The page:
General Land Office Affair
Date: From 1849-03-04 to 1849-06-21
Following Zachary Taylor's election as President in 1848, many expected that an Illinois Whig would be appointed commissioner of the U.S. General Land Office. As an Illinois Congressman and Whig, Abraham Lincoln became directly involved in shepherding applications and recommendations for the position to the Taylor administration. In February 1849, Lincoln sponsored Cyrus Edwards for the position but fellow Illinois Whig, Edward D. Baker, preferred James L. D. Morrison. The next month, Lincoln and Baker met with Secretary of the Interior Thomas Ewing to discuss patronage, in which they preserved the administration's desire to give the appointment to an Illinoisan but could not make a joint recommendation due to their personal disagreement over the best candidate. Neither Edwards nor Morrison was willing to concede the position, so a third candidate, Justin H. Butterfield, emerged and gained Ewing's favor. Several Whigs had already urged Lincoln to request the appointment himself but he had thus far refused. However, Lincoln believed Butterfield had not earned the position and offered himself up as an alternative - submitting letters of recommendation to support his qualifications. Despite Lincoln's stature in the state and national Whig Party, Ewing and Taylor gave the appointment to Butterfield on June 21, 1849. The affair led to friction within the Illinois Whig Party, clearly stung Lincoln, and may have motivated him to temporarily retire from politics.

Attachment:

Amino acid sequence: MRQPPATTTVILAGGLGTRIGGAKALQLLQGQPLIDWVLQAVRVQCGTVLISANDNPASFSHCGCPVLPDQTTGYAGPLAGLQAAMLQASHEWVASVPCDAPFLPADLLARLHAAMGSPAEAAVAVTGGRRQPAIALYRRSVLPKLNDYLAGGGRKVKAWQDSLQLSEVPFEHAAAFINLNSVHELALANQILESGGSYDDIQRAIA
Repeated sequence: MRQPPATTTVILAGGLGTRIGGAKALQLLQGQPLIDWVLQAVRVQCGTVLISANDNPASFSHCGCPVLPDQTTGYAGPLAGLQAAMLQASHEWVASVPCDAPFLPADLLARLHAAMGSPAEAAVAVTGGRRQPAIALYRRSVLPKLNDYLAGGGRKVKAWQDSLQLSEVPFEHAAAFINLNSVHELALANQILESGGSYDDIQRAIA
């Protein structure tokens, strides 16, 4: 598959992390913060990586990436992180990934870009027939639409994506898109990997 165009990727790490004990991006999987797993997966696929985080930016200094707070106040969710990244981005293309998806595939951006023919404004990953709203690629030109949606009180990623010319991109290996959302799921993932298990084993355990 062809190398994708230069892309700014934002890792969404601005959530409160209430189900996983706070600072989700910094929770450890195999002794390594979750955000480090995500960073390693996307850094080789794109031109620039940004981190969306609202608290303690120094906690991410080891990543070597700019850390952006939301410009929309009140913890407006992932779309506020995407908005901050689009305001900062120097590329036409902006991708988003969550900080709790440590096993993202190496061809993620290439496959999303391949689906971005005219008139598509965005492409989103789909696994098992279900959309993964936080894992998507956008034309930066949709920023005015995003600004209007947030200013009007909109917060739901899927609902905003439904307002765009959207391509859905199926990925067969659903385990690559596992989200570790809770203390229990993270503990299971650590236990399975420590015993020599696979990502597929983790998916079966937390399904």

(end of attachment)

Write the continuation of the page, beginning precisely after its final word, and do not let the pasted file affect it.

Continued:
Thomas F. Schwartz, “‘An Egregious Political Blunder’ Justin Butterfield, Lincoln, and Illinois Whiggery” in Journal of the Abraham Lincoln Association 8 (Winter 1986), 9-19; David Donald, Lincoln (New York: Simon & Schuster, 1995), 138-141; Michael Burlingame, Abraham Lincoln: A Life (Baltimore, MD: Johns Hopkins University Press, 2008), 1:294-307; Thomas Ewing, “Lincoln and the General Land Office, 1849,” Journal of the Illinois State Historical Society 25 (October 1932), 152.